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Wallace Earley

Posted 6/09/15 (Tue)

Wallace Earley was born on June 30, 1942, at Nurse E.F. Raddatz's home, in Watford City, to Walter and Olive (Dahl) Earley. Walt, Olive, and Wallace made their home on a farm South of Arnegard, North Dakota.  Later, they moved to the family farm north of Watford.
In May 1960, he graduated from Watford City High School, and entered the U.S. Army on July 7, 1960. His last duty assignment was at HQ Co USA General Depot, Kaiserslautern, Germany. He was honorably discharged as SP4 E4 on October 11, 1961 and was then transferred to the USAR, completing his reserve obligation July 6, 1966. Wallace earned both the Good Conduct Medal and Expert Medal for his service.
Later, Wallace attended the North Dakota State School of Science, in Wahpeton, N.D., where he studied Farm Tractor & Equipment Mechanics. He graduated, and began his Minnesota Apprenticeship, August 5, 1970 at Watland International Harvester in Worthington, Minnesota; he completed his Apprenticeship July 13, 1973. Wallace eventually returned home to work on the family farm, north of Watford City. When the time was right, he would sell the farm and move to Watford.
For a time, Wallace enjoyed driving cars for S&S Motors; and, they enjoyed him. Most cards and letters sent by Wallace were typed - notably on his Tower Quiet Tabulator. Most of those who corresponded with Wallace would recognize the unmistakable type. Wallace was passionate about hunting, firearms, traveling, studying the family tree and history, and the military; he also was an avid computer user and e-mail author.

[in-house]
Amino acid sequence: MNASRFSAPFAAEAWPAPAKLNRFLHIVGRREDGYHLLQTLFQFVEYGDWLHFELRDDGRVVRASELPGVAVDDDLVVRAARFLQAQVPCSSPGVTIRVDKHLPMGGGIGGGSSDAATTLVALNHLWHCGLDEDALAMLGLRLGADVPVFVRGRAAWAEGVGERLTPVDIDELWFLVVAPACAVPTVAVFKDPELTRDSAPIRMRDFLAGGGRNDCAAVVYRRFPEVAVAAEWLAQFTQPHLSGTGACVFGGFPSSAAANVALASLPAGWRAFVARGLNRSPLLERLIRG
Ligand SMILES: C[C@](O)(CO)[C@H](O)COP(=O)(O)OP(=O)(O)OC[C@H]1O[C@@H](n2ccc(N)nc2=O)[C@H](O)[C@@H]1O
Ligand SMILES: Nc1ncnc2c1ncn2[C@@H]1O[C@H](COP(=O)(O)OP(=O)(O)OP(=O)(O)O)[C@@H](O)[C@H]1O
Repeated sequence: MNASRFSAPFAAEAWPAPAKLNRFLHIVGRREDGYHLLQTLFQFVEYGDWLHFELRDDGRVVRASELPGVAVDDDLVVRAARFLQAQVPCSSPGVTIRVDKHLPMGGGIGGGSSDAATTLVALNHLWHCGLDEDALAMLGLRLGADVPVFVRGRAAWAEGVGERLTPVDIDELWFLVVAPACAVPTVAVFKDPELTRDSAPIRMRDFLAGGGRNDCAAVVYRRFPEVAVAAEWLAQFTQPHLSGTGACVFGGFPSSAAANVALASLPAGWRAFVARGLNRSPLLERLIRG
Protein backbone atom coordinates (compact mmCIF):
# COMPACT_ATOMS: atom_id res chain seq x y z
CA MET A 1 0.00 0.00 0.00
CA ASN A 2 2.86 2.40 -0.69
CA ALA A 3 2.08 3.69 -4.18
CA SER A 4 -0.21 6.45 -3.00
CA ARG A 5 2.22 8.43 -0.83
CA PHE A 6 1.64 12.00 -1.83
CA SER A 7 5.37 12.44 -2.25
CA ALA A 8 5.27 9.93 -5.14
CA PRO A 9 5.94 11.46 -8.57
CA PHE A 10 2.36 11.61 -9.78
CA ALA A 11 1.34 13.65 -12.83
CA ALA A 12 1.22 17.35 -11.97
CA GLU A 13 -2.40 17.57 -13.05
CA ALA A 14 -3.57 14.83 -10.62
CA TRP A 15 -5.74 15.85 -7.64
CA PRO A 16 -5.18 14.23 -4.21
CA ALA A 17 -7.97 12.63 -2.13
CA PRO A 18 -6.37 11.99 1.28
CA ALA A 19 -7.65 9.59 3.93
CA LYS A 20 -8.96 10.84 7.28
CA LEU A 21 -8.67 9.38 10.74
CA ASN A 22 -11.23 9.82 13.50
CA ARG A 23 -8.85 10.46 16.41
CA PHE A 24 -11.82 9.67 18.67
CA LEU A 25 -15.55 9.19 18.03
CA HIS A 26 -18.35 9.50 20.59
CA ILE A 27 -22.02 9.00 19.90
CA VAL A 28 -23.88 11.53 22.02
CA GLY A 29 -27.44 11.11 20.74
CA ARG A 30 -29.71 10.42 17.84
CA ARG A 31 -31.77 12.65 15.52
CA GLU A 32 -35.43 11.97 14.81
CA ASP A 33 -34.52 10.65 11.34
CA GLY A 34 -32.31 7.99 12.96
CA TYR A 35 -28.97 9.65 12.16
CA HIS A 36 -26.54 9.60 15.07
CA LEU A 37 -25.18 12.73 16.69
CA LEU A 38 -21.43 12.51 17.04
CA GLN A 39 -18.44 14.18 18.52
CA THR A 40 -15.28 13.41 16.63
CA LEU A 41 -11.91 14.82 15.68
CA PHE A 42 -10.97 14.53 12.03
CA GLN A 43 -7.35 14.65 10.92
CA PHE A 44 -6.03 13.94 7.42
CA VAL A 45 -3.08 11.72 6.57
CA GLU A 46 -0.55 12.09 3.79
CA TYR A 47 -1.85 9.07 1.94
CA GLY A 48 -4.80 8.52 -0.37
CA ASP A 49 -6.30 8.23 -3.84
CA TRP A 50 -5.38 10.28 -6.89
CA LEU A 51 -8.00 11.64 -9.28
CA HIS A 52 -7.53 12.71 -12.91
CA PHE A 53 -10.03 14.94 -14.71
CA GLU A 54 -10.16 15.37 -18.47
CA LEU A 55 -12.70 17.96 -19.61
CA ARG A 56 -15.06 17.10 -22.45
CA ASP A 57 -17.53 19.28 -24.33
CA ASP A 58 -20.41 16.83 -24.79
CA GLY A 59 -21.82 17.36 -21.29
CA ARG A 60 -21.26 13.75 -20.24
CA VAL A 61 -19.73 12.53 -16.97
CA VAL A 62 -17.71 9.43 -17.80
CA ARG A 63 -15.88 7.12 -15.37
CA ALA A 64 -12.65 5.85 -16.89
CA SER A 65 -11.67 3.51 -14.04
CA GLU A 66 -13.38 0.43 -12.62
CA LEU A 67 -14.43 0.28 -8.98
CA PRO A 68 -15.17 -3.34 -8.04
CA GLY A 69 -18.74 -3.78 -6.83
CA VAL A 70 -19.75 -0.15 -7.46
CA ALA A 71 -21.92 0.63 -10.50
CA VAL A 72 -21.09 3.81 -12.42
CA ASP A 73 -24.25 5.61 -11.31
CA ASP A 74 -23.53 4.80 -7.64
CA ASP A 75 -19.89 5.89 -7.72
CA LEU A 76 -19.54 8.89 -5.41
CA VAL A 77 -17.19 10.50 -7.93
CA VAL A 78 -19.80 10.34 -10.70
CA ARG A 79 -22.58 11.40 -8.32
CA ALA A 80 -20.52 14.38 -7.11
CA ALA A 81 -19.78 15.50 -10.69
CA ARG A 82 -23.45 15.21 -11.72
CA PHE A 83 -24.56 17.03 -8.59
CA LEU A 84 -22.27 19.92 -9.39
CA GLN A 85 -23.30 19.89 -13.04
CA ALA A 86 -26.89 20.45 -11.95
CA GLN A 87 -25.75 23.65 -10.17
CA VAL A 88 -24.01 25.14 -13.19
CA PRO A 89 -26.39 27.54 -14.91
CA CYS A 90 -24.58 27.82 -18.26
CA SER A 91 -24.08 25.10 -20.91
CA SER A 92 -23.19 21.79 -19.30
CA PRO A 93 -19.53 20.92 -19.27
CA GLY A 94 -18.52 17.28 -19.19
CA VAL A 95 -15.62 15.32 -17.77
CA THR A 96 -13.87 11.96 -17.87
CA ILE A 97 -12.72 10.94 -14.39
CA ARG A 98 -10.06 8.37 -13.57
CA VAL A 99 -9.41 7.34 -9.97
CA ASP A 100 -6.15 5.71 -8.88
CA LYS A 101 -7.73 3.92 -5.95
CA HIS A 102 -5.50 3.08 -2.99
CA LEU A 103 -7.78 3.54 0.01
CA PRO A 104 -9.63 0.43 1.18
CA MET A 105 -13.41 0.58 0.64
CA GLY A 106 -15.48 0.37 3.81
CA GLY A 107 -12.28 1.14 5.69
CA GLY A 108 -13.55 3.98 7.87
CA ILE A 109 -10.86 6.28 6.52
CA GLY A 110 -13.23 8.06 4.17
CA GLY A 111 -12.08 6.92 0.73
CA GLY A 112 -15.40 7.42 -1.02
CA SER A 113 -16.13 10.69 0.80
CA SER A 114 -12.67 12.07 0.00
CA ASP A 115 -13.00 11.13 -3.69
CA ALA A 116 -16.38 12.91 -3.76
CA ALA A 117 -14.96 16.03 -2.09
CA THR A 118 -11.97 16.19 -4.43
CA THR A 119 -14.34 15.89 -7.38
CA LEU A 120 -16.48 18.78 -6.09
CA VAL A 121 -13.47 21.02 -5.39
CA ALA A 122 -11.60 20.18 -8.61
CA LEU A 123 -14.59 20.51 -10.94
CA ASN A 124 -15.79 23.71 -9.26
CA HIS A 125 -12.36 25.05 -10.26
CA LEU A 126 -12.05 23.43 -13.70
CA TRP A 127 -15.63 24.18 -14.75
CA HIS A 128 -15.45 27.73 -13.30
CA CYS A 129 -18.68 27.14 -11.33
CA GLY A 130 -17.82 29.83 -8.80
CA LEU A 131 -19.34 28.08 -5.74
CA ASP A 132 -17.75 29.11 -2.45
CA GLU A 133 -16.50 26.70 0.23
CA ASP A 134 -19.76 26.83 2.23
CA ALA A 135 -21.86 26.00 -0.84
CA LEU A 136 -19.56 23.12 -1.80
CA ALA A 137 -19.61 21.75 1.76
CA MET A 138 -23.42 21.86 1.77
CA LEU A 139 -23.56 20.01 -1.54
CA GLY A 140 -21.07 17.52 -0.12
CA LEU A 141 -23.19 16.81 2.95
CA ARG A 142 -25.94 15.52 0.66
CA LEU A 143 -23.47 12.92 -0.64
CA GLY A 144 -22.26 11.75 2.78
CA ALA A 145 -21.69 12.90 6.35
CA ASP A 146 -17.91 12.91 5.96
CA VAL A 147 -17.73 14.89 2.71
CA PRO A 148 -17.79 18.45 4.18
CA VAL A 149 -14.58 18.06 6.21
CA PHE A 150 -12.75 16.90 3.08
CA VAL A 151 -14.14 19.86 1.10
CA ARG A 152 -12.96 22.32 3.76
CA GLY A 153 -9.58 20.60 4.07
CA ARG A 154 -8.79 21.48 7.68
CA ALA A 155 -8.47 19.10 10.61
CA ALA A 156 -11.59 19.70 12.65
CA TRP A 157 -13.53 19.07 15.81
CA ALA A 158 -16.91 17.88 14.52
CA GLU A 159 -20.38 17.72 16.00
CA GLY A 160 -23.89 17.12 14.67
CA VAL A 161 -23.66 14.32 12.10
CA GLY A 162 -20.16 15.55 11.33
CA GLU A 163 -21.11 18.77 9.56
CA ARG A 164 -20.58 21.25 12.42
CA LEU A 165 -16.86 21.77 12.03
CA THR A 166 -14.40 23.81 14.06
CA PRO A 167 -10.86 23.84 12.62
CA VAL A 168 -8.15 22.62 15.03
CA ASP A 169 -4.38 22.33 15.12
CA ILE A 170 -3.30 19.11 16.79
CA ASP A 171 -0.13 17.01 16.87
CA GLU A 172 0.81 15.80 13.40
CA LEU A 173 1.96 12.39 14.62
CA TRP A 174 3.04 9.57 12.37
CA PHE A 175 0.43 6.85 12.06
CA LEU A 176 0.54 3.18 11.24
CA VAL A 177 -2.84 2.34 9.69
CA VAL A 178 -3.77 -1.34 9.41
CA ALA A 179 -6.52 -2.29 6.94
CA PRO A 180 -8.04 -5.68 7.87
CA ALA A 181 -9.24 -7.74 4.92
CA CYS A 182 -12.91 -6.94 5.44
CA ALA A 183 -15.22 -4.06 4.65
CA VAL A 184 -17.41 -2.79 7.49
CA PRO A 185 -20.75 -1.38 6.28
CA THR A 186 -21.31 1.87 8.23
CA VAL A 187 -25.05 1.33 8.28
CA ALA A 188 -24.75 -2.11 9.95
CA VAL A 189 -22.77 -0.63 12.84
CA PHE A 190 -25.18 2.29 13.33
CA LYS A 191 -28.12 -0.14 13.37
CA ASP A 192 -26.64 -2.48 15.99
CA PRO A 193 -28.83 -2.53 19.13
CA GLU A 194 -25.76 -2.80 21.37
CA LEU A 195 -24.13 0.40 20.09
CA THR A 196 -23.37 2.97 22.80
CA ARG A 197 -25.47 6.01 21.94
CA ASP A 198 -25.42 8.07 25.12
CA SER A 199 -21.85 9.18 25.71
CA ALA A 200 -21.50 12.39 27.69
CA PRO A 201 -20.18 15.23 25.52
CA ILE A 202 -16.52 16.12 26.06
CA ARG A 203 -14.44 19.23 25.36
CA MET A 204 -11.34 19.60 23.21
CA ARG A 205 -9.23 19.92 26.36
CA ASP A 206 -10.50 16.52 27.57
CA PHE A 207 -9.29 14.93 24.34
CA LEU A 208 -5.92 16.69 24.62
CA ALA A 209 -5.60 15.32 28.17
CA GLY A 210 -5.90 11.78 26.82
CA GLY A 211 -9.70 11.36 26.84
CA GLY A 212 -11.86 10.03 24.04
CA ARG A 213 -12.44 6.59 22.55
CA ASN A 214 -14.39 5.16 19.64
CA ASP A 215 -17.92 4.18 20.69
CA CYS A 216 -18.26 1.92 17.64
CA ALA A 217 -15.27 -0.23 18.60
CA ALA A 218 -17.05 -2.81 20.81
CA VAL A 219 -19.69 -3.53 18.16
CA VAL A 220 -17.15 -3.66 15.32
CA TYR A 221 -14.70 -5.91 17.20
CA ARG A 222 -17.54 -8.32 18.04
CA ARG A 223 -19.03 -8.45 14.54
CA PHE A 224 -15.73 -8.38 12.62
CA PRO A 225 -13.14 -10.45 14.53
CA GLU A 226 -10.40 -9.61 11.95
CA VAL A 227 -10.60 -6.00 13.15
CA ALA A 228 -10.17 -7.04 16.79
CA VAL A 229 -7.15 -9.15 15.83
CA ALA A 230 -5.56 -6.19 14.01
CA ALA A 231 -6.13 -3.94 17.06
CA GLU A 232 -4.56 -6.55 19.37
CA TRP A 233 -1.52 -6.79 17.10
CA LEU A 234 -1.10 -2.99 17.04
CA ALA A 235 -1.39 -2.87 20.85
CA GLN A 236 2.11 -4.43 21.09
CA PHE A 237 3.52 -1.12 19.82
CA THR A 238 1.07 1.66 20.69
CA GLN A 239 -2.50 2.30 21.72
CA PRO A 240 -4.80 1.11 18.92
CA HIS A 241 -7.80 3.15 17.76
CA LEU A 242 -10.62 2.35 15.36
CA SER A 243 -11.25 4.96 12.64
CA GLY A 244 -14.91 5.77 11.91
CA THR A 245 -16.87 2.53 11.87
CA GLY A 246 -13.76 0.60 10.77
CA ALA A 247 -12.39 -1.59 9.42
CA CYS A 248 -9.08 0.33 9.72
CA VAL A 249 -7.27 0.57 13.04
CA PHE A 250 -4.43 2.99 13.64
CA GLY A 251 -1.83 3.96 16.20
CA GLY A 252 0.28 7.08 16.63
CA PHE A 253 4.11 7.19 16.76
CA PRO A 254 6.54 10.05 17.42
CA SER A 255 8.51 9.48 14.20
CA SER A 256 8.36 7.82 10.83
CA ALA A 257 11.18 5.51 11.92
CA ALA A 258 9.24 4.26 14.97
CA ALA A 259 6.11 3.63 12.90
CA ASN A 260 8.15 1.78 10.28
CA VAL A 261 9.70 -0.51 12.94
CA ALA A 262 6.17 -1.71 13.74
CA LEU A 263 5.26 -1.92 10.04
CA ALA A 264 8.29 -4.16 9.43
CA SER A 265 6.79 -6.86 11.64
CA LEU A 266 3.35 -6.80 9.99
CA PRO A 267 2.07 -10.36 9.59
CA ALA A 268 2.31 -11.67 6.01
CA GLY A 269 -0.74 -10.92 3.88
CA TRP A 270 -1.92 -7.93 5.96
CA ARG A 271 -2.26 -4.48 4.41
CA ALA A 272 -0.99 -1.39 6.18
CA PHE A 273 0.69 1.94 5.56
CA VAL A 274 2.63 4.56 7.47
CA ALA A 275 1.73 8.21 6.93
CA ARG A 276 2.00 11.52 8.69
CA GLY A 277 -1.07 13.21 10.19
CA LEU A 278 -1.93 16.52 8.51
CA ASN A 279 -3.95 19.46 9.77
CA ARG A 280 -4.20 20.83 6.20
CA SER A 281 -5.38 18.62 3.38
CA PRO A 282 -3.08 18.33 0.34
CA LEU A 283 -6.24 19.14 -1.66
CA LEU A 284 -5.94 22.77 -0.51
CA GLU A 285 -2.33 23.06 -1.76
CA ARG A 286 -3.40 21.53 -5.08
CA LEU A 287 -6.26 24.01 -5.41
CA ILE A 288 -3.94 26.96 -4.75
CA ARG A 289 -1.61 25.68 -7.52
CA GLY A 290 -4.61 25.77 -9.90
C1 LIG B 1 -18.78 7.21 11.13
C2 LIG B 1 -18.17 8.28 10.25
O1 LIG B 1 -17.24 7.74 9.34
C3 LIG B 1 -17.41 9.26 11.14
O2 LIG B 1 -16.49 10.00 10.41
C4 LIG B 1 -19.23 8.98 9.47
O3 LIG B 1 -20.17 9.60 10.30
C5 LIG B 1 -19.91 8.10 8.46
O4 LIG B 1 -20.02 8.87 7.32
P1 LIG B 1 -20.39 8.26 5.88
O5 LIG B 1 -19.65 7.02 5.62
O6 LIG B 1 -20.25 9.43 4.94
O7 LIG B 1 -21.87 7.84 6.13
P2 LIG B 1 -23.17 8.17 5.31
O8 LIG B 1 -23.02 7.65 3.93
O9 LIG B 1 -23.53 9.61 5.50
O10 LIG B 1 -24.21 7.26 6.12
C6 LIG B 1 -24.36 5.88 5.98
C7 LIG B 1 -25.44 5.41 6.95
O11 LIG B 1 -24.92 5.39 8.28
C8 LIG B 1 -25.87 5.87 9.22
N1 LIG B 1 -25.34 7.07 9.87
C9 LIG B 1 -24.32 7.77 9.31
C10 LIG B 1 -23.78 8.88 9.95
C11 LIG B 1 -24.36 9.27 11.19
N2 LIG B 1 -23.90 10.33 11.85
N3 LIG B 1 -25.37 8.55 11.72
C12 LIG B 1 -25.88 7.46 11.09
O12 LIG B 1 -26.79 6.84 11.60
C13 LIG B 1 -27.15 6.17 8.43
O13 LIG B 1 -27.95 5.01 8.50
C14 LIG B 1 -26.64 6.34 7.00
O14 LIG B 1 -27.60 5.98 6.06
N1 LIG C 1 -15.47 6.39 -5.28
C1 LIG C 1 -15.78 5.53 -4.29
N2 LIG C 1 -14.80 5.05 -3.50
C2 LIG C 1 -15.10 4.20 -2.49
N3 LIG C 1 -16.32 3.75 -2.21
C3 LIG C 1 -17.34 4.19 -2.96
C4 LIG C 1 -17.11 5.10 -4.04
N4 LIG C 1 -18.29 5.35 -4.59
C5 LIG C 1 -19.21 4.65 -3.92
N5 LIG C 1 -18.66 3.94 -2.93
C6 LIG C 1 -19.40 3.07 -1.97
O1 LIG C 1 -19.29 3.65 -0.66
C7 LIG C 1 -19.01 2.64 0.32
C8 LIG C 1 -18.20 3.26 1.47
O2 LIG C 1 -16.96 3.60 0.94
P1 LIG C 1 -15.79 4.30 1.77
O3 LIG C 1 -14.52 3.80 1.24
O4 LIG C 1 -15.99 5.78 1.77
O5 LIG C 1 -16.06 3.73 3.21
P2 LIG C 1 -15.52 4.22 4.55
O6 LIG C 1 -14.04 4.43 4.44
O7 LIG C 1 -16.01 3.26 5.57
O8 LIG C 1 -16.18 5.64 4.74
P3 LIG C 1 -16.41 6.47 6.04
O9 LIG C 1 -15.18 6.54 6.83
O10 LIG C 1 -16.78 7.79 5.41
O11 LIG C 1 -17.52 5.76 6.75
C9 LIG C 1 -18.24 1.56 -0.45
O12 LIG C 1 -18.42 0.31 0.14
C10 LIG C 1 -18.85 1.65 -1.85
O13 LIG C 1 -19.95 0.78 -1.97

He could, and would, talk hunting and firearms anytime. His interest and proficiency was learned directly from his father, Walt. During the winter months, talk about hunting coyotes, and those earlier experiences, were endless. Wallace was regularly in touch with his e-mail buddies. You could count on some correspondence from him each day - usually multiple times each day. In fact, if you did not hear from him, it was obvious that the internet was "down".
Wallace was proud to have served his country, and, proud to be a veteran. His conversation and e-mail correspondence reinforced his patriotic convictions. While serving in Germany, he traveled extensively to places in France, Norway, Spain, Holland, Switzerland, Italy, and England. In the States, he traveled frequently to Minnesota and South Dakota, as well as, through North Dakota and Montana - mostly visiting relatives. Wallace thoroughly enjoyed his trips to Norway; he loved the scenery, climate, and people. Still traveling, he moved to Hot Springs, South Dakota to experience a milder climate and live in a community with fellow veterans. He was immediately accepted into the Hot Springs community, and made many friends, joined a gun club, and went sightseeing.
Wallace was preceded in death by his parents. He is survived by numerous cousins.